Feminist criticism has come a long way in the last twenty years. Its development has been rapid, its snowball progress picking up elements of structuralism, deconstruction and psychoanalytic criticism; just as rapidly it has been shedding its own early theories and methodologies. Now it is a critical orthodoxy with its own established canonical texts. Now is the time, then, to begin to question that orthodoxy. In Problems for Feminist Criticism five women critics seek to do that, in a spirit of enquiry whose central point of focus is the literature for which feminist critics have offered a re-reading.
By reference to a wide range of writers, from Milton to the contemporary poet, with a strong emphasis on the nineteenth-century novel, the contributors ask what we may be losing from literature by adopting the feminist orthodoxy. Each chapter provides a survey of feminist critical approaches to its subject and highlights the inherent problems. The book frees the way forward for critics who have found much that is stimulating and revealing in feminist approaches to literature, but who find its proscriptiveness potentially reductive. It shows how literature may have the flexibility to absorb and benefit from new critical approaches, whilst still retaining its own life, never quite to be contained in criticism’s theories and methodologies.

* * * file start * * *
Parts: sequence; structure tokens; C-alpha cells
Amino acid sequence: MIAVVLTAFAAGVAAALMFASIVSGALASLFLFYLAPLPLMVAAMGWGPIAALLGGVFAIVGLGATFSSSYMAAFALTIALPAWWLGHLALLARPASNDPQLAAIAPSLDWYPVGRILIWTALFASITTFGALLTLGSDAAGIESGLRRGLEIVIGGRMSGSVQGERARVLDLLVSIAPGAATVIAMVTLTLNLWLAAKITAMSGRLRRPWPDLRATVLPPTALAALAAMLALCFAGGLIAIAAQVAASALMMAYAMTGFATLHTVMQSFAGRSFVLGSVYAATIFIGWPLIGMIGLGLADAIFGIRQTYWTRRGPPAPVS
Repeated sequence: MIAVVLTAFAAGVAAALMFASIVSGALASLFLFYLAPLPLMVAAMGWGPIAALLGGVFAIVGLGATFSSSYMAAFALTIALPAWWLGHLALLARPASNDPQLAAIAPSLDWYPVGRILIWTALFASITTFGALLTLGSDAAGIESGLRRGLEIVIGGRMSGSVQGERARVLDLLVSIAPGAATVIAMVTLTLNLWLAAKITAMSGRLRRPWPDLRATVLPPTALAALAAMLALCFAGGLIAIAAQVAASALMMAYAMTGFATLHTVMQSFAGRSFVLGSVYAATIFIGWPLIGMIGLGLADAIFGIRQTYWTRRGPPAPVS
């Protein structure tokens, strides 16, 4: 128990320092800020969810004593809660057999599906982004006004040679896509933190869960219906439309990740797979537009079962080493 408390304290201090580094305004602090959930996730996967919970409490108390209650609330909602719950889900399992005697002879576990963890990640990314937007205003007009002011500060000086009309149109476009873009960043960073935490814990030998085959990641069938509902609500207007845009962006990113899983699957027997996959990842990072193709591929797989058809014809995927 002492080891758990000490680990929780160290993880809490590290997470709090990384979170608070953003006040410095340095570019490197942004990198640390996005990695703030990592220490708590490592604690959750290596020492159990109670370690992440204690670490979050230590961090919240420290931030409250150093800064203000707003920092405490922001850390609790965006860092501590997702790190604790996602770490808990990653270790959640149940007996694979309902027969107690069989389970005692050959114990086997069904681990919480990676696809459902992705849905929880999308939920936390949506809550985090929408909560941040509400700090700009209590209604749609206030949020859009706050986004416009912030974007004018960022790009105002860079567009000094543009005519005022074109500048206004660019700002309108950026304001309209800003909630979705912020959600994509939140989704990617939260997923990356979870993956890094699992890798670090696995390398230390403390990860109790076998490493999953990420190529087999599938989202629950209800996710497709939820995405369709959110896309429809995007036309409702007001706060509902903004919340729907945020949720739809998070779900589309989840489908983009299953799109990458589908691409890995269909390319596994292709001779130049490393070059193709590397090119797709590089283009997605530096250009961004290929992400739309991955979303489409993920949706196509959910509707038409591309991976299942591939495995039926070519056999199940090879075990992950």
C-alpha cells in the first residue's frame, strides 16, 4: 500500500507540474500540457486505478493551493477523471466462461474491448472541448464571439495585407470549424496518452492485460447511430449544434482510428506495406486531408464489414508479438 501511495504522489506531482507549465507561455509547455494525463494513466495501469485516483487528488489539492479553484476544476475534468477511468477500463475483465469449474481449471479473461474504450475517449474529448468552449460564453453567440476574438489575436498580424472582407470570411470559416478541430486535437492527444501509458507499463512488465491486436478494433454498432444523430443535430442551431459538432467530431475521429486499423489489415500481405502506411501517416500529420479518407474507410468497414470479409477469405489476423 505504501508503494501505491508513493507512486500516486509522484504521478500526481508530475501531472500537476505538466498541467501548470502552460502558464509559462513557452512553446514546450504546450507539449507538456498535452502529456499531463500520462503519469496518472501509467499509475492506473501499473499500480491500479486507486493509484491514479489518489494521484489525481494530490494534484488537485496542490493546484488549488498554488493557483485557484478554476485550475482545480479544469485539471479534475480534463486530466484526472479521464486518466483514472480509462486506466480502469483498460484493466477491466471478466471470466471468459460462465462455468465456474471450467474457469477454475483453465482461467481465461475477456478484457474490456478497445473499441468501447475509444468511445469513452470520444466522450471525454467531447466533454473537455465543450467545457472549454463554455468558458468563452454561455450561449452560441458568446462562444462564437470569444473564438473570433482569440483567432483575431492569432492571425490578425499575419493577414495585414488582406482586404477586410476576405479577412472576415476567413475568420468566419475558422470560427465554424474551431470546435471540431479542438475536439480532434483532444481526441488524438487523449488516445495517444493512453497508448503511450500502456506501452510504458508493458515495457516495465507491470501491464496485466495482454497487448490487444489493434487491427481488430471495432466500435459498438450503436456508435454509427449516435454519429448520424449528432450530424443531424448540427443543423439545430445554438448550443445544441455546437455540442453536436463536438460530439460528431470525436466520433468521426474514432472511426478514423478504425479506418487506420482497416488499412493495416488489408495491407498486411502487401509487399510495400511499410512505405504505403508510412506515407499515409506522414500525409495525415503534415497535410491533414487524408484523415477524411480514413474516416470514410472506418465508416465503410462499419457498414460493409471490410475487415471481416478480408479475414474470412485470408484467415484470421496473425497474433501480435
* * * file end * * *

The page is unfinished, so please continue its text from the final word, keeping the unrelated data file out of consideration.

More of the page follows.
Table of Contents
Acknowledgements. Introduction: Problems for feminist criticism Sally Minogue. 1. The talkative woman in Shakespeare, Dickens and George Eliot Barbara Hardy 2. Milton on women – yet again Barbara K. Lewalski 3. Gender and class in Villette and North and South Sally Minogue 4. ‘Wooman, lovely wooman’: four Dickens heroines and the critics Sandra Hopkins 5. Lawrence’s men and women: complements and opposites Mara Kalnins 6. Prescriptions and proscriptions: feminist criticism and contemporary poetry Sally Minogue. Index.